No dogs or Chinese were allowed in the Public Garden (now Huangpu Park) in Shanghai's International Settlement, which first opened in 1868. That racist policy, which was more or less strictly applied until the Second World War, was an unsolicited "gift" by the British to other Europeans in the Settlement, who were less racist than the British. The Chinese were also barred from admission to the all-male Shanghai Club which the club-loving, misogynous British had established for their own use. The "Shanghai mind" was the term Arthur Ransom coined for that local version of the Empire-wide British cultural phenomenon of racial snobbery and ethnic parochialism, in an article he wrote for the Manchester Guardian on 2 May 1927. The French did things rather differently in their small concession adjacent to the International Settlement. The French Consul-General spurned what he called "Anglo-Saxon superciliousness and its contempt for the Chinese". In contrast to the exclusionary ethnic, sexist policy of the British, the Cercle français sportif, the French equivalent of the Shanghai Club, admitted both Chinese and women as members.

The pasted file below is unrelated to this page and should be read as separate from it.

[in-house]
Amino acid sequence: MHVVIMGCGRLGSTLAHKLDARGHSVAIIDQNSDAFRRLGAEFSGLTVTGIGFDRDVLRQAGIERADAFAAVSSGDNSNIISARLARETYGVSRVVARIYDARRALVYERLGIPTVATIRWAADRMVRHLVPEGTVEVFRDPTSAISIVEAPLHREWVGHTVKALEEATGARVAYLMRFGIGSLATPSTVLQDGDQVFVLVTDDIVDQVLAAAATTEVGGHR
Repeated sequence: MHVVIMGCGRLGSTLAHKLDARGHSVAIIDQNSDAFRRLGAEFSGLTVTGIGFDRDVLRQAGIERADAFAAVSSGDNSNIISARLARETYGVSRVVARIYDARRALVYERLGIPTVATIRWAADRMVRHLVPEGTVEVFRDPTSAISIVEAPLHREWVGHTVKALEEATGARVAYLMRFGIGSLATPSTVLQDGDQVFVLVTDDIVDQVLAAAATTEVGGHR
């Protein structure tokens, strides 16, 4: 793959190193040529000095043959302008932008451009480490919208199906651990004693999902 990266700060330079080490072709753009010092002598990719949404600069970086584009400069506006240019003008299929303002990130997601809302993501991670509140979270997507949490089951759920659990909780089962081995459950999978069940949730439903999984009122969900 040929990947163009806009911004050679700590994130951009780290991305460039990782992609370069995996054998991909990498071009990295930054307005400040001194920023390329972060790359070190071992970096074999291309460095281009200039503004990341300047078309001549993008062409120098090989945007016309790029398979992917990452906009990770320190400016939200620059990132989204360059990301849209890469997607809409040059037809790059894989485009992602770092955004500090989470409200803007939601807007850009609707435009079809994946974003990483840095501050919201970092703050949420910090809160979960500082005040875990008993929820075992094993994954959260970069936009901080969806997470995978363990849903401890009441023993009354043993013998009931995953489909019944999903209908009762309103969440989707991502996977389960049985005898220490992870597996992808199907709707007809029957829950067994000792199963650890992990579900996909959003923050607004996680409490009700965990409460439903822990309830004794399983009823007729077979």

Unlike the French, the English have always had a deep cultural fear of racial "pollution". The phrase, "to turn Turk", entered the English language in Elizabethan times. Among the Europeans who were captured and enslaved by the Turks during the early centuries of the Ottoman Empire, many voluntarily "turned Turk". Later on, during the colonial period, it was the distasteful idea of certain Englishmen "going native" (the colonial equivalent of "turning Turk") that was to exercise much influence on British relations with, and attitudes, towards "inferior" subject peoples, who had to be kept at a distance to prevent any possibility of racial or cultural pollution. In justification of that racially snobbish policy, C.W. Dilke, a former English cabinet minister declared in 1892: "For a century, the Englishman has behaved in India as a demi-god…..Any weakening of this confidence in the minds of the English or of the indians would be dangerous." (Sir C.W. Dilke & S. Wikkinson, Imperial Defense, p.80, 1897). Since the British considered all non-European peoples to be inferior by definition, social rank in indigenous society, no matter how elevated that rank might be, counted for absolutely nothing in their eyes. An Indian aristocrat, the Prince of Bear, who was the son and heir of His Exalted Highness, the Nizam of Hyderabad, once complained to Somerset Maugham of not being able to set foot in the fashionable Yacht clubs of Bombay and Calcutta, because he was a "native".